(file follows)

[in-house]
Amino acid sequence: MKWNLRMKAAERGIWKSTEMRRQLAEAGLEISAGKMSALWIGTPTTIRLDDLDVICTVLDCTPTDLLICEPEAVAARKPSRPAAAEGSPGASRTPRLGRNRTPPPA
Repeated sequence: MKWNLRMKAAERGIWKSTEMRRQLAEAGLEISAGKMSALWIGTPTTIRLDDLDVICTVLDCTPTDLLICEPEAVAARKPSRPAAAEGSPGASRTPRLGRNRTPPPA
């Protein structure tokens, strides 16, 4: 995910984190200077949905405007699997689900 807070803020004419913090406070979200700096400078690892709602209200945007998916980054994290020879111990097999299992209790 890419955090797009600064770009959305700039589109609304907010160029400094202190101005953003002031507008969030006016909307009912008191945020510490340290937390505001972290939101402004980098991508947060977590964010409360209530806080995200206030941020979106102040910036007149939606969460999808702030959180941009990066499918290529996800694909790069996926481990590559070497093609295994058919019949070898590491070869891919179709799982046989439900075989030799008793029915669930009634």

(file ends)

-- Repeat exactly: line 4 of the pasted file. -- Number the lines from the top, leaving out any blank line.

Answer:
């Protein structure tokens, strides 16, 4: 995910984190200077949905405007699997689900 807070803020004419913090406070979200700096400078690892709602209200945007998916980054994290020879111990097999299992209790 890419955090797009600064770009959305700039589109609304907010160029400094202190101005953003002031507008969030006016909307009912008191945020510490340290937390505001972290939101402004980098991508947060977590964010409360209530806080995200206030941020979106102040910036007149939606969460999808702030959180941009990066499918290529996800694909790069996926481990590559070497093609295994058919019949070898590491070869891919179709799982046989439900075989030799008793029915669930009634």